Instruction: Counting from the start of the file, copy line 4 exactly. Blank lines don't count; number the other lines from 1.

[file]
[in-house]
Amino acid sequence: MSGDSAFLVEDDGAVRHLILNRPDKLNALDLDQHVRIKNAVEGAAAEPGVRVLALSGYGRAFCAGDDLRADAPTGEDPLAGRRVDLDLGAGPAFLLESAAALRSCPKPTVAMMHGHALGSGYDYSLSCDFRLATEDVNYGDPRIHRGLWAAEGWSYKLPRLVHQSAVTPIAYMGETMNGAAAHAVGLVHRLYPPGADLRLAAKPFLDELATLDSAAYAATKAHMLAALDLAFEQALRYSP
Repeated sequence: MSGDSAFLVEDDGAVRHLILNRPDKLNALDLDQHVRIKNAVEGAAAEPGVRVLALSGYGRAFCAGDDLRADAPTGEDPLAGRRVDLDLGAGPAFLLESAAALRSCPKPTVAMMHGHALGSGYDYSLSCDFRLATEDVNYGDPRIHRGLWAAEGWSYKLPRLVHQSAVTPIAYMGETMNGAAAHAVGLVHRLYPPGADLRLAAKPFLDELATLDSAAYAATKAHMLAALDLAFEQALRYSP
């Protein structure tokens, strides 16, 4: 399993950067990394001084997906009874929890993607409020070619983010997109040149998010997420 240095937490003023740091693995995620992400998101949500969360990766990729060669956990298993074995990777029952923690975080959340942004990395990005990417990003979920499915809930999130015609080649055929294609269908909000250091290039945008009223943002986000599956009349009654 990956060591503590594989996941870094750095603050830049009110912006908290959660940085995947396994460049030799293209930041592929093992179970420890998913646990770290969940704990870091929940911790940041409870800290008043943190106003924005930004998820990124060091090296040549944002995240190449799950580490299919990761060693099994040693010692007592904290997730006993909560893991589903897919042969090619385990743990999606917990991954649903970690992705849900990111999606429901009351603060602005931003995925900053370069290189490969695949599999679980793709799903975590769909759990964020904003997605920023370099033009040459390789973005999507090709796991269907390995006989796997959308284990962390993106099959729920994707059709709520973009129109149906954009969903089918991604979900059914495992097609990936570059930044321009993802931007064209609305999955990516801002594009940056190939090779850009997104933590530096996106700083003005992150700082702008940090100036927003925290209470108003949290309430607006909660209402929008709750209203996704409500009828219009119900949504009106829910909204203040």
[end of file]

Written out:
């Protein structure tokens, strides 16, 4: 399993950067990394001084997906009874929890993607409020070619983010997109040149998010997420 240095937490003023740091693995995620992400998101949500969360990766990729060669956990298993074995990777029952923690975080959340942004990395990005990417990003979920499915809930999130015609080649055929294609269908909000250091290039945008009223943002986000599956009349009654 990956060591503590594989996941870094750095603050830049009110912006908290959660940085995947396994460049030799293209930041592929093992179970420890998913646990770290969940704990870091929940911790940041409870800290008043943190106003924005930004998820990124060091090296040549944002995240190449799950580490299919990761060693099994040693010692007592904290997730006993909560893991589903897919042969090619385990743990999606917990991954649903970690992705849900990111999606429901009351603060602005931003995925900053370069290189490969695949599999679980793709799903975590769909759990964020904003997605920023370099033009040459390789973005999507090709796991269907390995006989796997959308284990962390993106099959729920994707059709709520973009129109149906954009969903089918991604979900059914495992097609990936570059930044321009993802931007064209609305999955990516801002594009940056190939090779850009997104933590530096996106700083003005992150700082702008940090100036927003925290209470108003949290309430607006909660209402929008709750209203996704409500009828219009119900949504009106829910909204203040």